16 November - 6 December 1915. Cruise in central Mediterranean. Sank 13 S.S. On 5 December was in action with drifter HOLLIBANK in the Straits of Otranto. Took prisoner Capt. Wilson, King’s messenger.[10]

April 1916 - November 1916. U-33 was operating chiefly in the eastern Black Sea and was based on Constantinople or Varna. By April 1917 she was back in the Adriatic.[10]

12 January - 10 February 1918. Left Cattaro and operated in eastern Mediterranean. Sank 2. S.S., 2 sailing vessels, and damaged but did not sink 2 S.S.[10]

1–17 May 1918. Left Cattaro for the east, and on 7 May was in area off Port Said. Sank 1 S.S., 1 sailing vessel, and attacked 2 ships and a convoy unsuccessfully. On May 8 was in action, and on 15 May broke off undertaking owing to defects.[10]

2 September to about 26 September. Left Cattaro for the east. Sank 1 S.S., 12 sailing vessels.[10]

On 19 October 1918. U-33 left Cattaro for Kiel. The only incident of the voyage was that she was attacked by a trawler on 1 November in about 36°35'E. She steered northabout and by the Sound, at some time with UB-51 and UB-105.[10]

Surrendered at Harwich January 16, 1919.[10]

See also[edit | edit source]

Notes[edit | edit source]

  1. type U31
  2. Fitzsimons, Bernard, ed. "U-Boats (1905-18)", in The Illustrated Encyclopedia of 20th Century Weapons and Warfare, "(Phoebus Publishing, 1978), Volume 23, p.2534.
  3. Fitzsimons, p.2575; he mistakenly identifies it as 86mm p.2534.
  4. 4.0 4.1 4.2 "WWI U-boats - U 33". uboat.net. 2009. http://www.uboat.net/wwi/boats/index.html?boat=33. Retrieved August 29, 2009. 
  5. "Charles Fryatt". Southern Life. http://www.southernlife.org.uk/fryatt.htm. Retrieved 4 December 2009. 
  6. The Great Eastern Railway Magazine, September 1916, p218-26
  7. Times article 5 days after the event, retrieved Dec 31,2009
  8. 8.0 8.1 The War on hospital ships, from the narratives of eye-witnesses (1917) (1917 ed.). London : T. Fisher Unwin. p. 1. http://www.archive.org/details/waronhospitalshi00lond.  - Call number: SRLF_UCLA:LAGE-3563453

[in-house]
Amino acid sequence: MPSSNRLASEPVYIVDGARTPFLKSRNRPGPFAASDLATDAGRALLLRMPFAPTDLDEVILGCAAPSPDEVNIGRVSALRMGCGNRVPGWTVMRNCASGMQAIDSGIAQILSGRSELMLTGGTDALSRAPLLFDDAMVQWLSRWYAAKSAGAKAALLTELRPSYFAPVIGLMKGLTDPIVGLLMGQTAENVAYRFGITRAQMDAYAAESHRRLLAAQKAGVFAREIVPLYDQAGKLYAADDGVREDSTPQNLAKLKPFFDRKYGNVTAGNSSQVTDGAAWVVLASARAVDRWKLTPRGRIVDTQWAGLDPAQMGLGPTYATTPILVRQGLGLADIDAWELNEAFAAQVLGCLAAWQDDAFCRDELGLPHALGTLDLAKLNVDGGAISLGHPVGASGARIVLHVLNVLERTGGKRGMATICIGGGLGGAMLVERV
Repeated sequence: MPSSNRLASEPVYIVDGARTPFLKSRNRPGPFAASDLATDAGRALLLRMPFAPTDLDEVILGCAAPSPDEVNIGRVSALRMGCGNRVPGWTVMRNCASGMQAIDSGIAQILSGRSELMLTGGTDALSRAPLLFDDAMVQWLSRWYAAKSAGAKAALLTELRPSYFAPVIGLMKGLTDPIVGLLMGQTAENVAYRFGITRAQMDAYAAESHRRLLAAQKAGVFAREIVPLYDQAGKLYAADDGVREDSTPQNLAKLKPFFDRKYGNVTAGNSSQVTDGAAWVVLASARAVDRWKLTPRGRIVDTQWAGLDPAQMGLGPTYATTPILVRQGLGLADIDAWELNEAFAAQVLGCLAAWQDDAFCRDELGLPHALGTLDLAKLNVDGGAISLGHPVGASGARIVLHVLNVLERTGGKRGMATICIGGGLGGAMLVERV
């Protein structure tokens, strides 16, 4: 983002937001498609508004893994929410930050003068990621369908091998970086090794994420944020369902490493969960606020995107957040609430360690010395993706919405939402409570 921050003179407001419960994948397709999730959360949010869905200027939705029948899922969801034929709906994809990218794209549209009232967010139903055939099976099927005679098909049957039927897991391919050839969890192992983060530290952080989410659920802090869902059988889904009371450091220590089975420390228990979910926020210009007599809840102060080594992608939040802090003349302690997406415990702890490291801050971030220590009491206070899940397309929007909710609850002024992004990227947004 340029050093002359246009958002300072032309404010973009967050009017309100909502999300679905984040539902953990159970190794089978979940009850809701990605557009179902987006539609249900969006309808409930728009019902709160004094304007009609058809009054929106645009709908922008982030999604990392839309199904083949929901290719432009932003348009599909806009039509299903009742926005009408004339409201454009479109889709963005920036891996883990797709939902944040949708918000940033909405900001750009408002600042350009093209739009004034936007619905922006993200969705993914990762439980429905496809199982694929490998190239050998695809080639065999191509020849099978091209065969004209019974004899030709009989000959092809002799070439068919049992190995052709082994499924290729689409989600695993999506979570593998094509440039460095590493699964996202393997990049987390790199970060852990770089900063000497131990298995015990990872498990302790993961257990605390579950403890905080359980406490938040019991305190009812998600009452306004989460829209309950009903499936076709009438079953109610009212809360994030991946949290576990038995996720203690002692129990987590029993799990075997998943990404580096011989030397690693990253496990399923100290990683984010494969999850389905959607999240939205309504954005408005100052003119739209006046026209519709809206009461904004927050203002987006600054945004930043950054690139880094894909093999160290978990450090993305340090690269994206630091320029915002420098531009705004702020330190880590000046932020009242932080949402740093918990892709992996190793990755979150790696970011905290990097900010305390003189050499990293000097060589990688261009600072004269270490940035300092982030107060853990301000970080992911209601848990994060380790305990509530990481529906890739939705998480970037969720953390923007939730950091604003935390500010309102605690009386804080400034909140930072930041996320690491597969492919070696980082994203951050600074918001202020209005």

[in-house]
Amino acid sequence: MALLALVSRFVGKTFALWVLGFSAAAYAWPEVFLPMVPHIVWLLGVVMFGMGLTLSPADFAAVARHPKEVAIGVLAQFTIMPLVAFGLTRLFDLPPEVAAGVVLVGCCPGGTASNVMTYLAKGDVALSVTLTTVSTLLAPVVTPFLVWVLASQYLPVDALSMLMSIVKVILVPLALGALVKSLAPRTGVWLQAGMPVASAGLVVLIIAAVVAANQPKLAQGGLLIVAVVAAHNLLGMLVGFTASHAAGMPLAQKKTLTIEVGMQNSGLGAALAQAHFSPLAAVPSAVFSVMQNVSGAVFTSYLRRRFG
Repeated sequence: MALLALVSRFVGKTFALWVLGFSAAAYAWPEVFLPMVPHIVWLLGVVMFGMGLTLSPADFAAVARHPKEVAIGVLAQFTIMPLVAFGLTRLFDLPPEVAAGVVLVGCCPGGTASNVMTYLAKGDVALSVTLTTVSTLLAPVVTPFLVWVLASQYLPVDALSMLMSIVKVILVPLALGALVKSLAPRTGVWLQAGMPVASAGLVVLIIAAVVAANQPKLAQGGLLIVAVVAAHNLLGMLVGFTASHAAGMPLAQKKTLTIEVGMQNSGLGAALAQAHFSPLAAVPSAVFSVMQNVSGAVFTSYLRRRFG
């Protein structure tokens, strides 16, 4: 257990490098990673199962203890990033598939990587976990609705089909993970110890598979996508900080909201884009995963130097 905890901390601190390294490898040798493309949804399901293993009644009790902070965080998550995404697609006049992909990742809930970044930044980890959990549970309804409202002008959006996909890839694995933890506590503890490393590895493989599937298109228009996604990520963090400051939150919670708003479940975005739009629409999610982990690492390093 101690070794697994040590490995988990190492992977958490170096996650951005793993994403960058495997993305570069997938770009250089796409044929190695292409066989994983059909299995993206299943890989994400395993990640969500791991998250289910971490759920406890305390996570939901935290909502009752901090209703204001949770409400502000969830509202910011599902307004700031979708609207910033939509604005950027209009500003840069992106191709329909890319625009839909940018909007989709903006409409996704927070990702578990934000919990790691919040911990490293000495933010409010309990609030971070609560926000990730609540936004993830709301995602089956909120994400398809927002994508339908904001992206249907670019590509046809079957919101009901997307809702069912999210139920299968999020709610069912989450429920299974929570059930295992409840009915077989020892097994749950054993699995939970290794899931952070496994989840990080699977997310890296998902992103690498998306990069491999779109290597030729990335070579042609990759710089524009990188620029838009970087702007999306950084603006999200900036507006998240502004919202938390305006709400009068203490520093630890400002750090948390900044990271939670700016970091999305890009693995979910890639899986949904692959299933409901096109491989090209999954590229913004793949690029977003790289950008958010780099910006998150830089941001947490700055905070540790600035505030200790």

9. #2
  10. 10.00 10.01 10.02 10.03 10.04 10.05 10.06 10.07 10.08 10.09 10.10 10.11 10.12 10.13 10.14 10.15 10.16 10.17 National Archives, Kew: HW 7/3, Room 40, History of German Naval Warfare 1914-1918 (Published below - Room 40: German Naval Warfare 1914-1918)

References[edit | edit source]

  • Spindler, Arno (1932,1933,1934,1941/1964,1966). Der Handelskrieg mit U-Booten. 5 Vols. Berlin: Mittler & Sohn. Vols. 4+5, dealing with 1917+18, are very hard to find: Guildhall Library, London, has them all, also Vol. 1-3 in an English translation: The submarine war against commerce. 
  • Beesly, Patrick (1982). Room 40: British Naval Intelligence 1914-1918. London: H Hamilton. ISBN 978-0-241-10864-2. 
  • Halpern, Paul G. (1933). A Naval History of World War I. New York: Routledge. ISBN 978-1-85728-498-0. 
  • Roessler, Eberhard (1997). Die Unterseeboote der Kaiserlichen Marine. Bonn: Bernard & Graefe. ISBN 978-3-7637-5963-7. 
  • Schroeder, Joachim (2002). Die U-Boote des Kaisers. Bonn: Bernard & Graefe. ISBN 978-3-7637-6235-4. 
  • Koerver, Hans Joachim (2008). Room 40: German Naval Warfare 1914-1918. Vol I., The Fleet in Action. Steinbach: LIS Reinisch. ISBN 978-3-902433-76-3. 
  • Koerver, Hans Joachim (2009). Room 40: German Naval Warfare 1914-1918. Vol II., The Fleet in Being. Steinbach: LIS Reinisch. ISBN 978-3-902433-77-0. 

External links[edit | edit source]